After we got home, Amanda was finally hungry, so we gave her some food and got her ready for bed. She gratefully went to sleep; she had a long day.

Since I had been up since 2 AM the night before, I thought I would sleep well myself last night, but a nightmare awakened me; I had a dream Amanda and Kara drowned in the bathtub, I saved Kara, but Amanda was gone. I woke up screaming NO, and could not go back to sleep, of course I checked on both of them, the dream left me feeling unsettled, I knew I was up from that point forward, at least is was past 4 AM by then.

I can chide myself now for my silliness surrounding dental visits, but sedation of my children will always unnerve me. I know I have a fear of losing my girls, to me they are an incredible gift, as cliche as that can sound to some folks, and I am afraid that someone so precious, so special, cannot be with me forever. I have been working on that fear since we brought Kara home, I continue to feel that by adopting another child with Down syndrome, I am being greedy, hoarding them as a miser does gold and other prized things, sure it sounds strange, but is a recurring thought I have. I know that both girls also received the gift of a family, but I feel that we got so much more; we have them! I think another adoptive parent can understand my amazement over having two new children, but many folks just do not "get it" However; my fear is something I have to work through with introspection and prayer; I know it is not rational to feel this way.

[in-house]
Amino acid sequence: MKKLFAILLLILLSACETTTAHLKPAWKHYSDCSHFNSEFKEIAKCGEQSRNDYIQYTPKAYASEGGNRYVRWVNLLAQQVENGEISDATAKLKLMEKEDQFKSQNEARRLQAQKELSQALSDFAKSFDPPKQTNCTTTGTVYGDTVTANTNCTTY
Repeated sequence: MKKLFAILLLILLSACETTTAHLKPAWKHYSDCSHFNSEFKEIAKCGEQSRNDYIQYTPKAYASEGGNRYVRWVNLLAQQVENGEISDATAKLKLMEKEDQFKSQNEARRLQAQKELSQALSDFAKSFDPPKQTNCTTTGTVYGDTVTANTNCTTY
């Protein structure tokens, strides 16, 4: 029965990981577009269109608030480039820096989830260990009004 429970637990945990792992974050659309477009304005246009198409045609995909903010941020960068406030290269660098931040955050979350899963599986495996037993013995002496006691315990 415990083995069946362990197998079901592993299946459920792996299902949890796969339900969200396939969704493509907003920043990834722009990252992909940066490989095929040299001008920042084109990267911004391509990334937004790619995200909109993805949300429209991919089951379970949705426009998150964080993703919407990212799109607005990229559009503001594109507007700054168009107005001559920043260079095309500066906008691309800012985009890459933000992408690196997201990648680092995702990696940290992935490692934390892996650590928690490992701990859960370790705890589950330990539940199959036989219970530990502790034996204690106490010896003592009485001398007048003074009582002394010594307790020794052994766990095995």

5 comments:

Jennifer said...

Wow, sounds like a really rough day. Hopefully it will be worth it and Amanda's teeth will feel so much better now.

Journey to our Ukrainian Angel said...

I am sorry both of you had such a rough day. I totally understand your fear of anesthesia. Sending you a big hug!

GoldenAngelsWorks said...

Poor Amanda having such a rough time.
I definitely know what you mean about the fear of losing your children.
I have had those nightmares since my first pregnancy.

Please know I am sending my prayers as well as a huge hug to all of you.

carol said...

Kris,
I always get scared when Haley has to go under anesthesia also. I am sorry you had such a hard day. I bet when Amanda gets feeling better she will have a beautiful smile with all of that dental work behind her. Hope you can get some sleep.
Dreams are scarey sometimes they just seem so darn real. Take care you are a wonderful mother to all of your children.
carol

WheresMyAngels said...

Glad she is feeling better after having it done!

My three little girls

My three little girls
Finally got all three to smile at once